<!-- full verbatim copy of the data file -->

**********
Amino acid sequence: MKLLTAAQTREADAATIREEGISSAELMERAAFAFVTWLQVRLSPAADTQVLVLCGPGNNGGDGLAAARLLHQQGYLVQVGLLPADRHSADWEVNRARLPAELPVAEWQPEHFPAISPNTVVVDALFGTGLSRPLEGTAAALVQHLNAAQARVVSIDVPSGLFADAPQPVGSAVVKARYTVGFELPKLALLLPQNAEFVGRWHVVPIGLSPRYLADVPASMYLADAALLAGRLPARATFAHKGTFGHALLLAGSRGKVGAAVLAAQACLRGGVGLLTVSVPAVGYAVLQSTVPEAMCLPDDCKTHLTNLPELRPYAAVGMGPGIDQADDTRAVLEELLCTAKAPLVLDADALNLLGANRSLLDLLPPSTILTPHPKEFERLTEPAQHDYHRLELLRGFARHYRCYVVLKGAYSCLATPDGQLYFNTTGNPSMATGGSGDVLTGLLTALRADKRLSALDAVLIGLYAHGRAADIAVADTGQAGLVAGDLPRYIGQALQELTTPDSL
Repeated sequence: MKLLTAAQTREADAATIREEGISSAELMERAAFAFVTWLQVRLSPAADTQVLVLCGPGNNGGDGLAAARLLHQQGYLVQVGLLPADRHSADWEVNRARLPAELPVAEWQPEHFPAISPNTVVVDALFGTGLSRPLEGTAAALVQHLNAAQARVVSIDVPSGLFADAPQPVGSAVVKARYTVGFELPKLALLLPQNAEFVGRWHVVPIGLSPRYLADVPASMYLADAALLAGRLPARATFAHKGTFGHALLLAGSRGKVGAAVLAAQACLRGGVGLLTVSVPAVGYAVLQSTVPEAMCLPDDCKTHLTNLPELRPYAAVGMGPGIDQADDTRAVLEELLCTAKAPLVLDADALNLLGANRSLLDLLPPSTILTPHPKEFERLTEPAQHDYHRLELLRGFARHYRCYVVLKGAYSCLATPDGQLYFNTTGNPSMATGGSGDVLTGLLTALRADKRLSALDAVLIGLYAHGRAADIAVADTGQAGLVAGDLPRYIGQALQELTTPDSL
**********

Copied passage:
Amino acid sequence: MKLLTAAQTREADAATIREEGISSAELMERAAFAFVTWLQVRLSPAADTQVLVLCGPGNNGGDGLAAARLLHQQGYLVQVGLLPADRHSADWEVNRARLPAELPVAEWQPEHFPAISPNTVVVDALFGTGLSRPLEGTAAALVQHLNAAQARVVSIDVPSGLFADAPQPVGSAVVKARYTVGFELPKLALLLPQNAEFVGRWHVVPIGLSPRYLADVPASMYLADAALLAGRLPARATFAHKGTFGHALLLAGSRGKVGAAVLAAQACLRGGVGLLTVSVPAVGYAVLQSTVPEAMCLPDDCKTHLTNLPELRPYAAVGMGPGIDQADDTRAVLEELLCTAKAPLVLDADALNLLGANRSLLDLLPPSTILTPHPKEFERLTEPAQHDYHRLELLRGFARHYRCYVVLKGAYSCLATPDGQLYFNTTGNPSMATGGSGDVLTGLLTALRADKRLSALDAVLIGLYAHGRAADIAVADTGQAGLVAGDLPRYIGQALQELTTPDSL
Repeated sequence: MKLLTAAQTREADAATIREEGISSAELMERAAFAFVTWLQVRLSPAADTQVLVLCGPGNNGGDGLAAARLLHQQGYLVQVGLLPADRHSADWEVNRARLPAELPVAEWQPEHFPAISPNTVVVDALFGTGLSRPLEGTAAALVQHLNAAQARVVSIDVPSGLFADAPQPVGSAVVKARYTVGFELPKLALLLPQNAEFVGRWHVVPIGLSPRYLADVPASMYLADAALLAGRLPARATFAHKGTFGHALLLAGSRGKVGAAVLAAQACLRGGVGLLTVSVPAVGYAVLQSTVPEAMCLPDDCKTHLTNLPELRPYAAVGMGPGIDQADDTRAVLEELLCTAKAPLVLDADALNLLGANRSLLDLLPPSTILTPHPKEFERLTEPAQHDYHRLELLRGFARHYRCYVVLKGAYSCLATPDGQLYFNTTGNPSMATGGSGDVLTGLLTALRADKRLSALDAVLIGLYAHGRAADIAVADTGQAGLVAGDLPRYIGQALQELTTPDSL